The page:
News

The front page of Kansas City’s Northeast News was left blank earlier this week in an effort to show readers what it would be like if the publication ceased to exist — and, as it turns out, the strategy proved quite effective.

On Wednesday, the editors of the paper that serves Northeast Kansas City made a bold decision to get readers’ attention in an effort to garner more support.

A committee of the Connecticut state legislature heard compelling testimony March 18 about the value of The Hartford Courant to the local community and the threat that Alden Global Capital poses to it. “The hedge funds and private equity [newspaper] owners lack an appreciation for journalism’s traditional civic mission,” testified Penny Abernathy, a professor at Northwestern’s Medill School of Journalism. “They view their newspapers as investments to be bought, sold, traded or shuttered.”
Rep. David Cicilline (D-RI), chair of the subcommittee, introduced legislation Wednesday that would allow news publishers and broadcasters to bargain as a group with Google and Facebook for linking to their content. The Journalism Competition and Preservation Act, or JPCA, also would give a four-year exemption from antitrust rules so news organizations large and small can work together. Schleuss said he supports the new bill but would like to see more news worker job protections. “Google and Facebook benefit from the stories produced by journalists and they use the traffic they get to sell ads, capturing a majority of the digital ad revenue,” Schleuss said. “The companies should pay their fair share when benefiting from the sharing of news content.”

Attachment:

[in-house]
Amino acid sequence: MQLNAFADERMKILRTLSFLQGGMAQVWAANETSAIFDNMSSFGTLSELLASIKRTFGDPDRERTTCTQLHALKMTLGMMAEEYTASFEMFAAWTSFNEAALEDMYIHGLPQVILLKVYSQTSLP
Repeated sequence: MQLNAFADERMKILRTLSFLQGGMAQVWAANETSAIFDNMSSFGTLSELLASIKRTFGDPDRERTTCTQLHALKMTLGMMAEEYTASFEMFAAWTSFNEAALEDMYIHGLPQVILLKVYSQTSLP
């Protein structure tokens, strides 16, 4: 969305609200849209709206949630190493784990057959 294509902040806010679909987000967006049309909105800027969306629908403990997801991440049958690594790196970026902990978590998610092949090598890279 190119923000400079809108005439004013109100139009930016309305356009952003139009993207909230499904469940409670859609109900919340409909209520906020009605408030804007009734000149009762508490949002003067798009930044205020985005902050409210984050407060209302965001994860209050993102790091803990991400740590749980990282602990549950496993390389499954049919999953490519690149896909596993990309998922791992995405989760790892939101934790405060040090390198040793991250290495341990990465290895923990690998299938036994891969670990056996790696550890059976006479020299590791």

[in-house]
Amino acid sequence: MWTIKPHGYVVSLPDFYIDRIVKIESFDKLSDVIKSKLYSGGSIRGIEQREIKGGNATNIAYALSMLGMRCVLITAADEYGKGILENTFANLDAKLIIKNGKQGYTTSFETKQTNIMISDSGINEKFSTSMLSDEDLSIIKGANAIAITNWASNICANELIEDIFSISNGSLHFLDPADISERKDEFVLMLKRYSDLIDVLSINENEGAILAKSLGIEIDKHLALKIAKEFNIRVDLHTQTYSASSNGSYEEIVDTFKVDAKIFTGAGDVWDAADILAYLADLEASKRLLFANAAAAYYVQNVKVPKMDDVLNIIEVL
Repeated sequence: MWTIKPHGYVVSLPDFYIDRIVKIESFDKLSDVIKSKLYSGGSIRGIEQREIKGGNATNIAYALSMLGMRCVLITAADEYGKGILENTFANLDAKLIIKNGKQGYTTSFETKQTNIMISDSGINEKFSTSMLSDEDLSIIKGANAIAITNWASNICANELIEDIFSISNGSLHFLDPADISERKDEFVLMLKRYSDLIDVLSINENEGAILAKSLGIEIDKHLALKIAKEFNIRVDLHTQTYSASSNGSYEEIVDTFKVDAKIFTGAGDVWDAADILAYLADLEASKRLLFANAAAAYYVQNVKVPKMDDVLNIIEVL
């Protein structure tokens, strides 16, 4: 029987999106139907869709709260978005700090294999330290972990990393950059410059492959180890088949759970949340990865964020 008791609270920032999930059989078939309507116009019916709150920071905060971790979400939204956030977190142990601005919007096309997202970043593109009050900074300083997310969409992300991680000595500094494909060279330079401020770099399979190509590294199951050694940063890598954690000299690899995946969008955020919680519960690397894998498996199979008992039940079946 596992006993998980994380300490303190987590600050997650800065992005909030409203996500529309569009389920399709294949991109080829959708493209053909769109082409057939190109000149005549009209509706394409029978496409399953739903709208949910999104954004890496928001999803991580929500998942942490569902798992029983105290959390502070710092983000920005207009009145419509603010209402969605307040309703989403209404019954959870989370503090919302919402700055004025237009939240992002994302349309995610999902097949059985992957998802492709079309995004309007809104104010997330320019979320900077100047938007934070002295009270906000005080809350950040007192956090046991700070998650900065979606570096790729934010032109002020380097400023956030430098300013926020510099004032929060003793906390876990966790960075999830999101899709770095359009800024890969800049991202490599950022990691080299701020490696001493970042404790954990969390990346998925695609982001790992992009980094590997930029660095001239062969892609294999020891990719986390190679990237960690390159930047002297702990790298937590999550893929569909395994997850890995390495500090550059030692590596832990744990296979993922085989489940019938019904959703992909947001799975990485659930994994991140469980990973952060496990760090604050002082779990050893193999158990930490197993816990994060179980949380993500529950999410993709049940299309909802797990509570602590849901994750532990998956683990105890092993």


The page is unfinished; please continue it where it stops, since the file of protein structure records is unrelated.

NewsGuild-CWA President Jon Schleuss told a House subcommittee on Friday that local news is facing “an extinction-level” threat that jeopardizes American democracy. Read his oral testimony.

NewsGuild-CWA President Jon Schleuss will tell a House subcommittee on Friday that local news is facing “an extinction-level” threat that jeopardizes American democracy.

In his planned testimony, he will urge the committee to adopt legislation to stop the unprecedented, dangerous decline.

“The crisis in local news is a crisis of jobs and of communities not getting the information they need,” Schleuss will say. “It is a crisis of democracy.”

Philippou, the Courant reporter, said an ideal owner for the Connecticut paper would be someone who wants to "hire staff, invest in the newsroom. People always talk about how the newspaper model is broken. I would hope for an owner who is willing to experiment."
"I really feel that both elected officials and appointed bodies failed to adequately or effectively communicate with the public in what was truly a natural disaster. Thank God for The Texas Tribune and other local media which filled the gap," Ramshaw said. "The reason we knew even a fraction of what we knew was because of them, not because of the people who are elected and appointed to inform us."
Local reporters — who tend to be relatively well-trusted — are especially important in this effort, providing basic information, and pointing readers or viewers to credible public-health sources. Sadly, there are far fewer of these reporters than when the pandemic began.